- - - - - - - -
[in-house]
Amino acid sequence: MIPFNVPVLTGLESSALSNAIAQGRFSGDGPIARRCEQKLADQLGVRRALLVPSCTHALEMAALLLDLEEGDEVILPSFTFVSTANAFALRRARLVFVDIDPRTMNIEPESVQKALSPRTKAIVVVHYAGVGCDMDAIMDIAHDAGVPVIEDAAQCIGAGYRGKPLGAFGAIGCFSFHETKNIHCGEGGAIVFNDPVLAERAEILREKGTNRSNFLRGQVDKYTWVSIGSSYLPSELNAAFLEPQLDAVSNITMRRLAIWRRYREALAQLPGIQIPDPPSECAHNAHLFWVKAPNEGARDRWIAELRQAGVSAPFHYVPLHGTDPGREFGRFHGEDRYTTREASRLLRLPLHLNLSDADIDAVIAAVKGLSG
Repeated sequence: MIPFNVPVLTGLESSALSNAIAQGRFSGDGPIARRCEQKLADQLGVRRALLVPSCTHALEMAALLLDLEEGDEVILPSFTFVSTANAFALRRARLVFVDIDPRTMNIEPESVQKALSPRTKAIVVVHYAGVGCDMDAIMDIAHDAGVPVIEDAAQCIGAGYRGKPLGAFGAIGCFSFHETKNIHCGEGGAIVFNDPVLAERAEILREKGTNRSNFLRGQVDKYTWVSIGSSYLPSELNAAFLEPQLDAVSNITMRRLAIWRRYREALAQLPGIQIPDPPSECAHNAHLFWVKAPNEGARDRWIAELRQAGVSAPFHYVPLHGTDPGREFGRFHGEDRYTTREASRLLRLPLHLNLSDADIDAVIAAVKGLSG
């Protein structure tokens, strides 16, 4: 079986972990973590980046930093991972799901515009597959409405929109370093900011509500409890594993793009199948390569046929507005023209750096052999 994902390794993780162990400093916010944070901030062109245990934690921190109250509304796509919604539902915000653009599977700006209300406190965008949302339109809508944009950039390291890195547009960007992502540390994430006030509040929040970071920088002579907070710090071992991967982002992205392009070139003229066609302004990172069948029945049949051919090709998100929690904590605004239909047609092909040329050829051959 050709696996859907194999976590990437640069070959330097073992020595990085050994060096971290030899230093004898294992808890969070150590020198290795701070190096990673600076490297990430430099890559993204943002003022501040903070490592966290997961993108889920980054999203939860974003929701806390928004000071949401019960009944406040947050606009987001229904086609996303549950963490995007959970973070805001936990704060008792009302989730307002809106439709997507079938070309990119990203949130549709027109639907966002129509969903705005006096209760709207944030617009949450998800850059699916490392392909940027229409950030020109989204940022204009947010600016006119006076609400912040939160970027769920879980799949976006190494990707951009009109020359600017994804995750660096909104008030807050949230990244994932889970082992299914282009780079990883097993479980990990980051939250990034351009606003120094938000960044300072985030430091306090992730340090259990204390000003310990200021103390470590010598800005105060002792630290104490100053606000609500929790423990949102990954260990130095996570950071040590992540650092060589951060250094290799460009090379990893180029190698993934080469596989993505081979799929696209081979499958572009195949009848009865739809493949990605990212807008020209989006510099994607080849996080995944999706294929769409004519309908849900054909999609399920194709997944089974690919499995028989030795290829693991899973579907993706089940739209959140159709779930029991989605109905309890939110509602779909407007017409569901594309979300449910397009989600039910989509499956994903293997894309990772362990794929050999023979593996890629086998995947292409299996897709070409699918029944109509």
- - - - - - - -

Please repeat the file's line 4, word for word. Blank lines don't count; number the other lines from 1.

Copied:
């Protein structure tokens, strides 16, 4: 079986972990973590980046930093991972799901515009597959409405929109370093900011509500409890594993793009199948390569046929507005023209750096052999 994902390794993780162990400093916010944070901030062109245990934690921190109250509304796509919604539902915000653009599977700006209300406190965008949302339109809508944009950039390291890195547009960007992502540390994430006030509040929040970071920088002579907070710090071992991967982002992205392009070139003229066609302004990172069948029945049949051919090709998100929690904590605004239909047609092909040329050829051959 050709696996859907194999976590990437640069070959330097073992020595990085050994060096971290030899230093004898294992808890969070150590020198290795701070190096990673600076490297990430430099890559993204943002003022501040903070490592966290997961993108889920980054999203939860974003929701806390928004000071949401019960009944406040947050606009987001229904086609996303549950963490995007959970973070805001936990704060008792009302989730307002809106439709997507079938070309990119990203949130549709027109639907966002129509969903705005006096209760709207944030617009949450998800850059699916490392392909940027229409950030020109989204940022204009947010600016006119006076609400912040939160970027769920879980799949976006190494990707951009009109020359600017994804995750660096909104008030807050949230990244994932889970082992299914282009780079990883097993479980990990980051939250990034351009606003120094938000960044300072985030430091306090992730340090259990204390000003310990200021103390470590010598800005105060002792630290104490100053606000609500929790423990949102990954260990130095996570950071040590992540650092060589951060250094290799460009090379990893180029190698993934080469596989993505081979799929696209081979499958572009195949009848009865739809493949990605990212807008020209989006510099994607080849996080995944999706294929769409004519309908849900054909999609399920194709997944089974690919499995028989030795290829693991899973579907993706089940739209959140159709779930029991989605109905309890939110509602779909407007017409569901594309979300449910397009989600039910989509499956994903293997894309990772362990794929050999023979593996890629086998995947292409299996897709070409699918029944109509």